How to wake yourself up in the morning? 9 research-proven ways
October 11, 2021
In order to find out the best way to wake up, it’s valid to know how to sleep well. Creating healthy habits before bedtime can help you get up feeling refreshed and recovered. So if you want an excellent start to your day, take advantage of these tips based on scientific research.
Everyone has surely experienced sleeplessness more than once. However, constant sleep deprivation and chronic lack of sleep are associated with all sorts of adverse upshots – from memory and cognitive problems to serious illnesses. Scientists have even found that side effects of sleep deprivation include an increased risk of gambling. They also proved that it is impossible to train yourself to survive with less sleep – the amount of sleep one needs is likely genetic.
Sleep is a state of diminished response to sensory stimuli, suppressed locomotor activity, and rapid reversibility of the waking state
How to wake yourself up? Firstly – sleep well
The optimal length of sleep
The need for sleep changes with age. Babies need over a dozen hours, children and teenagers about 9.5, and most adults 7–9 hours a day. After the age of 60, night sleep can be shorter, lighter and interrupted by sporadic waking up.
Nowadays, people sleep less than they need because of longer working hours or the availability of many services and entertainment options around the clock.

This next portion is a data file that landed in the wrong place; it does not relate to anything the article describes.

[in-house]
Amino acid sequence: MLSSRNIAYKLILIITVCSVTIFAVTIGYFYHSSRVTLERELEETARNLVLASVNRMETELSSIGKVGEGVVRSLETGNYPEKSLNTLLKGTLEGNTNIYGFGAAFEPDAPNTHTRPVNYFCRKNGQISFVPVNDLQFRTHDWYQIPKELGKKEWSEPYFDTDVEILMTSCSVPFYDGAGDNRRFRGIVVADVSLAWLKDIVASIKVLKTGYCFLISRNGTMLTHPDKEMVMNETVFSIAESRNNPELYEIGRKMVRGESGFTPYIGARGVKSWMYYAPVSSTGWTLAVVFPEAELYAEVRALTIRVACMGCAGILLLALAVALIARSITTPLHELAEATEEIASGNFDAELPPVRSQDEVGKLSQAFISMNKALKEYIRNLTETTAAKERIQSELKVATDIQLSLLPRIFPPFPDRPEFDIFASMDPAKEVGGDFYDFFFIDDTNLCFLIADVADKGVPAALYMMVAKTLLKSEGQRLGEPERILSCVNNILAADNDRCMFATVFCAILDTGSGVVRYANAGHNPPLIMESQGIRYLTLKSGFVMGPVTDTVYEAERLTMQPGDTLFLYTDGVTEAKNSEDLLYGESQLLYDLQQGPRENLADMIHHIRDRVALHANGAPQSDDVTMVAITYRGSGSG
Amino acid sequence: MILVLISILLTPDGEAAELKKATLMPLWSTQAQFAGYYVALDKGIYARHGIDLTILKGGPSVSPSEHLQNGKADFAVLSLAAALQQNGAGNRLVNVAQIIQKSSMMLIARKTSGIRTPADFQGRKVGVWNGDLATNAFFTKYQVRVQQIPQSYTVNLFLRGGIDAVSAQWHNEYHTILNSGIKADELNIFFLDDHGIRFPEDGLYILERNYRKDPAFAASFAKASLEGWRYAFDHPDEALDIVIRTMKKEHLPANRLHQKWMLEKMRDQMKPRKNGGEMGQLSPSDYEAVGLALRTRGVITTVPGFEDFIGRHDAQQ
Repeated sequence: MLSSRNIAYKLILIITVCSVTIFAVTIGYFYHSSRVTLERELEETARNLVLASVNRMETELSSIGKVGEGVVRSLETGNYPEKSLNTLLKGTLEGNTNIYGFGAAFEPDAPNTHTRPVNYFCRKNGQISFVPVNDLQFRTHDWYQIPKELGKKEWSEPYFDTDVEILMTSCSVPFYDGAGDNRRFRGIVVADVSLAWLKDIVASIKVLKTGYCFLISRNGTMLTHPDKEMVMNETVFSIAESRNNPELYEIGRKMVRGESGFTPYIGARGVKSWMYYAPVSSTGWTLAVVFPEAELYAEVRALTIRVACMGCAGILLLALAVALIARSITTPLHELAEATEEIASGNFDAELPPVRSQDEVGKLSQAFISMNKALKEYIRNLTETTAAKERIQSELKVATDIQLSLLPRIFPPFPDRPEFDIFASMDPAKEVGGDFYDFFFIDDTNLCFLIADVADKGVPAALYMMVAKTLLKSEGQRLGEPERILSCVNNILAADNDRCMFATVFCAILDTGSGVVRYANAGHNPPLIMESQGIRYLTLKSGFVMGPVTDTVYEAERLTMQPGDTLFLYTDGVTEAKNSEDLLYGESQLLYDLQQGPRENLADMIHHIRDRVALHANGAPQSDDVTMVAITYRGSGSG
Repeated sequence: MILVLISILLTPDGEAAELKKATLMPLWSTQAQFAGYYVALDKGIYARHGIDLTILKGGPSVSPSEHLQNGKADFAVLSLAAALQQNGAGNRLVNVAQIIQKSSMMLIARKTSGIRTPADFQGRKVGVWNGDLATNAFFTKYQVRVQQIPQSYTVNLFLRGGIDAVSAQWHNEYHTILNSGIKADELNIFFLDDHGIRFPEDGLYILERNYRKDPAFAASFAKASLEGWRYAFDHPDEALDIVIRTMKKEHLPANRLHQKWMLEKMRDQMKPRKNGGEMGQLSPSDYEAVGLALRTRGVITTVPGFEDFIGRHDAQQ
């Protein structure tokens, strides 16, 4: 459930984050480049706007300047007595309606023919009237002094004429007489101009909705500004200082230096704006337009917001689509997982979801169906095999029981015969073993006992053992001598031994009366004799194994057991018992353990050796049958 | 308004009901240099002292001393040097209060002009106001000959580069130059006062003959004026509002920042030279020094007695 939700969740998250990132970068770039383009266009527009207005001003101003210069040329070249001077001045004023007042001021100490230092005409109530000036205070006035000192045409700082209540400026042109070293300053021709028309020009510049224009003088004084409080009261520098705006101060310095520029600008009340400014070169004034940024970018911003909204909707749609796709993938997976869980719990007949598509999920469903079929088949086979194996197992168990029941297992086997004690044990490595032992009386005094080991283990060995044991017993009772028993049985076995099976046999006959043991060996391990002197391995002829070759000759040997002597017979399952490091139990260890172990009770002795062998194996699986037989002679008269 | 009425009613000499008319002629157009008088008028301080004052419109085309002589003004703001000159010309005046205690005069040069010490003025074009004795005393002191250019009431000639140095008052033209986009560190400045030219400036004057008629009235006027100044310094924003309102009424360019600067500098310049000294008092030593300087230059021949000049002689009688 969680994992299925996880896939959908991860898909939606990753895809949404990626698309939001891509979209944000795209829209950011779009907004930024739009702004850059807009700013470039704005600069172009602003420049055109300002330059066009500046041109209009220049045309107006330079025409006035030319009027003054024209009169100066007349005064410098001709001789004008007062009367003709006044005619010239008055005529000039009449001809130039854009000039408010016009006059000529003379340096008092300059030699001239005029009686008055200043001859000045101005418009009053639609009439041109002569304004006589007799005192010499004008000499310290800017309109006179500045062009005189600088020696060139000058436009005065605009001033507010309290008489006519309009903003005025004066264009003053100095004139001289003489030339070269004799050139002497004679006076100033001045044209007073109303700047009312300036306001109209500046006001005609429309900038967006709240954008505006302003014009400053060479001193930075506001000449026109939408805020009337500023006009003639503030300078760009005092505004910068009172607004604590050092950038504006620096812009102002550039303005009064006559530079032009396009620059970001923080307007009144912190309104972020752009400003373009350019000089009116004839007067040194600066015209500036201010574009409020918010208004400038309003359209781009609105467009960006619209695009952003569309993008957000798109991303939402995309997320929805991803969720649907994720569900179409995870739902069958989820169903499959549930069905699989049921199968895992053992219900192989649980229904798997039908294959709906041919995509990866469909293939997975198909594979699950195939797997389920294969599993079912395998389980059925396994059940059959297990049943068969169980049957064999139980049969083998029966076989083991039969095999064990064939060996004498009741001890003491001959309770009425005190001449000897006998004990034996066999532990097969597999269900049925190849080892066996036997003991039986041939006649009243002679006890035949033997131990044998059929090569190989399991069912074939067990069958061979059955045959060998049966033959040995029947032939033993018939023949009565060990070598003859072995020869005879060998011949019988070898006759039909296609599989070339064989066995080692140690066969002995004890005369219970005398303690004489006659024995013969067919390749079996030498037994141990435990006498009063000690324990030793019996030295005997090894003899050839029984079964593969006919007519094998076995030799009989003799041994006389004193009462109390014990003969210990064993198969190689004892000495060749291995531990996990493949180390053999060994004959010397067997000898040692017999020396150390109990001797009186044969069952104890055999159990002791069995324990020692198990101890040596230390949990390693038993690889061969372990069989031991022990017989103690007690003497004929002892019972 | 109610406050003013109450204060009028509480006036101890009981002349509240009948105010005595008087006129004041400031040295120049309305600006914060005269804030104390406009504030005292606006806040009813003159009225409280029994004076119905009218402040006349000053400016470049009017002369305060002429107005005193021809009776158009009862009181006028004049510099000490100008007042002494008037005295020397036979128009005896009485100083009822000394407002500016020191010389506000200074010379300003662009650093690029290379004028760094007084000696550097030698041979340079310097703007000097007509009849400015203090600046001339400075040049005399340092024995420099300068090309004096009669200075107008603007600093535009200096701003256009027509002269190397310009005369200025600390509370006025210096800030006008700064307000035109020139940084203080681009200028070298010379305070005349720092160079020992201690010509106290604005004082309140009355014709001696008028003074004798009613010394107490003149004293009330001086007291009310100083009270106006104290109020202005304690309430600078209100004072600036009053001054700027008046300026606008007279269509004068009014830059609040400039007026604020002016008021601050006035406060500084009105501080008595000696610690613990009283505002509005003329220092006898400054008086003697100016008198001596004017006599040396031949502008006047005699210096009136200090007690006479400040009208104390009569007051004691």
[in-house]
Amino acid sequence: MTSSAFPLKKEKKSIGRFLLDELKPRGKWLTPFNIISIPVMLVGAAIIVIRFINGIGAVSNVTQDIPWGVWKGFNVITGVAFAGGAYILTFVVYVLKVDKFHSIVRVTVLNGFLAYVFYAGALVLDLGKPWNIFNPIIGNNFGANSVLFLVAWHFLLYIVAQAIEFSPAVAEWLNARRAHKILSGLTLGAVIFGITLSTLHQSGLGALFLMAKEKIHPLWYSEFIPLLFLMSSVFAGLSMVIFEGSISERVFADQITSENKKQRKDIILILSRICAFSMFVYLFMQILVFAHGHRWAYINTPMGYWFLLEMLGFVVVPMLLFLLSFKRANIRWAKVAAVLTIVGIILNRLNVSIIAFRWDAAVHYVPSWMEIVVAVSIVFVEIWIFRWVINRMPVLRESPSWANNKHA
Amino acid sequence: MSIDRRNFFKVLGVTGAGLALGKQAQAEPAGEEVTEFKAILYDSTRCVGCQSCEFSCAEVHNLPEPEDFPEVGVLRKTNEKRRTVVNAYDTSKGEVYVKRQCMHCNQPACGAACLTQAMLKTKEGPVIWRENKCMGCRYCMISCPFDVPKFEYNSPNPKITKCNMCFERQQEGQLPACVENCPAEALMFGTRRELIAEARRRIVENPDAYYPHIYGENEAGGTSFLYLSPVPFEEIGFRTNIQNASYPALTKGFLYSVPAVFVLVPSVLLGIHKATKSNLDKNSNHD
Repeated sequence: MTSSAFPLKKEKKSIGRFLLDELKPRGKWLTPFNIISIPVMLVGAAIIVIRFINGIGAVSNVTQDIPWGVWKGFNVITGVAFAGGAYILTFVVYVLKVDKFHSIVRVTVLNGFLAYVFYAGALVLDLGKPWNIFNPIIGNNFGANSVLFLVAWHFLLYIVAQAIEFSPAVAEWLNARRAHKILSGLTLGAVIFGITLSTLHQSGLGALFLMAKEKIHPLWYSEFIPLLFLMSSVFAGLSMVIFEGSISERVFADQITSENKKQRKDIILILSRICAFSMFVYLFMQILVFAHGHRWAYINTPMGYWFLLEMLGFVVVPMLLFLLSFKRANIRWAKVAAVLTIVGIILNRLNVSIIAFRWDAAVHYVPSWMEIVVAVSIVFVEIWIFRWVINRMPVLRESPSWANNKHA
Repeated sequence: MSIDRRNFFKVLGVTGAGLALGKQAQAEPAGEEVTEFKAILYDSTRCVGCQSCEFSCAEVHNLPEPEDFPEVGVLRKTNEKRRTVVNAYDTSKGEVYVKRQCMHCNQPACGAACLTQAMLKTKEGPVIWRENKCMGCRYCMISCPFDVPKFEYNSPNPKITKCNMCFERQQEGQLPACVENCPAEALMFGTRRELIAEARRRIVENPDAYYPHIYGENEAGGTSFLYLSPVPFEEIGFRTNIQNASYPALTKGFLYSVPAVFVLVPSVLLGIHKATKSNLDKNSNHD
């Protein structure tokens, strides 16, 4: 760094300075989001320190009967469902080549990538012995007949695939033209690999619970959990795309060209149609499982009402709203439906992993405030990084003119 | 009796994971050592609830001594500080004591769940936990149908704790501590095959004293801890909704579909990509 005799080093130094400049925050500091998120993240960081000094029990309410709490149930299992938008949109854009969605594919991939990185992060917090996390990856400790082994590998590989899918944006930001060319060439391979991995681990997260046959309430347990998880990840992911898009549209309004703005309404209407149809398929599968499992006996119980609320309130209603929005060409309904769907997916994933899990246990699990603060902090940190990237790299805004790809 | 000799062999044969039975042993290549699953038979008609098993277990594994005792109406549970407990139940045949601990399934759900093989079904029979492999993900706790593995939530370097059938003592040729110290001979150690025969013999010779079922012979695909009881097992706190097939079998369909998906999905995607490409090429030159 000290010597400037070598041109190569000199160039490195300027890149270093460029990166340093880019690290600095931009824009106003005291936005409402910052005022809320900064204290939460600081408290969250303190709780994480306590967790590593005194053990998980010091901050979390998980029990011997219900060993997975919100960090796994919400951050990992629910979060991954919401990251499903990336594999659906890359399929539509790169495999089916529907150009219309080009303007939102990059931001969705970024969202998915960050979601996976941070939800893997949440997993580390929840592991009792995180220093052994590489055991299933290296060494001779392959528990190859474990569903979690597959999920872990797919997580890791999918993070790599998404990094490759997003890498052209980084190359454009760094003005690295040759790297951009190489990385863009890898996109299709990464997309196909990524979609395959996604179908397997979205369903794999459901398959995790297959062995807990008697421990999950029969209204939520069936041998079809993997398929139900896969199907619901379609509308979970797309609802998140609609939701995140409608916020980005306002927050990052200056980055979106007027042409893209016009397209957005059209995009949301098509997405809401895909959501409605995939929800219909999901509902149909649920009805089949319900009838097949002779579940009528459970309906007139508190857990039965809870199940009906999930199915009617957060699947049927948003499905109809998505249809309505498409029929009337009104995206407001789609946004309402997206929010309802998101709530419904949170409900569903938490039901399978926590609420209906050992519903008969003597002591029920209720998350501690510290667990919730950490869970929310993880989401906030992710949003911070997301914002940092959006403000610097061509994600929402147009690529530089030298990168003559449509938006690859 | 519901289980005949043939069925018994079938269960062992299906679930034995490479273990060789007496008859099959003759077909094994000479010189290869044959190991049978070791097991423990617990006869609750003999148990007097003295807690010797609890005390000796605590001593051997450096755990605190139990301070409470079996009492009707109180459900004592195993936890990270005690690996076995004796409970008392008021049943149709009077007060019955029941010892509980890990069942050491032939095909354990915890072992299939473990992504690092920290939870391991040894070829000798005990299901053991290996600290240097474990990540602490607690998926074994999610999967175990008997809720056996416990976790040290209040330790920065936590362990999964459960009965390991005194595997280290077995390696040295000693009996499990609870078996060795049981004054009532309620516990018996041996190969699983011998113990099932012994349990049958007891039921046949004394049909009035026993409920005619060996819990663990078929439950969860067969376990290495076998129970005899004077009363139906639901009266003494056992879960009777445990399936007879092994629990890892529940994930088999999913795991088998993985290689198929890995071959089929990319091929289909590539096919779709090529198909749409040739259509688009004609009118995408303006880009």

But the fact is, that we can properly regenerate only when the night sleep is consolidated and not fragmented. “That is when sleep passes through the appropriate physiological sequences of non-REM states,” explains Dr David F. Dinges from the University of Pennsylvania School of Medicine.
Appropriate phases of sleep
According to the National Sleep Foundation, sleep consists of two basic types:
- NREM (non-REM) – non-rapid eye movement sleep (divided into three stages);
- REM – rapid eye movement sleep.
Each of them is associated with a specific frequency of brain waves and activity of neurons. We go through all NREM and REM sleep stages several times during a typical night, with the REM phase getting longer and the NREM phase getting shorter.
Stage one and stage two of NREM are light and non-regenerative. Stage three is deep sleep, also known as “slow wave sleep”. During this phase, several hormones are released that control functions ranging from growth and development to appetite. “This stage of sleep helps us feel refreshed in the morning.”
In contrast, “during REM there’s intercommunication between neurons and new synapses are being created. It also helps with memory and concentration. And it’s typically when we dream,” says Camilo Ruiz from the American Academy of Sleep Medicine.
Why sleep is crucial
According to the National Institute of Neurological Disorders and Stroke , sleep “is an important part of your daily routine – you spend about 1/3 of your time on it. High-quality sleep (…) is just as important to survival as food and water […]”. Why?
- sleep is vital to many functions of the brain, including communication between nerve cells — it helps to create and maintain pathways in the brain that allow you to learn and create new memories;
- sleep affects almost every type of tissue and system in the body — from the brain, heart and lungs to metabolism, mood and the immune system;
- during sleep, the brain cleans or removes toxins that build up during the day, allowing it to rest and reset for the next day;
- deep sleep allows the body to release growth hormones and make proteins related to tissue repair;
- sleeping can be a way to conserve energy;
- excessive sleep deprivation can lead to mood swings, memory loss, fundamental movements problems, anxiety, paranoia, and hallucinations.
Sleep in research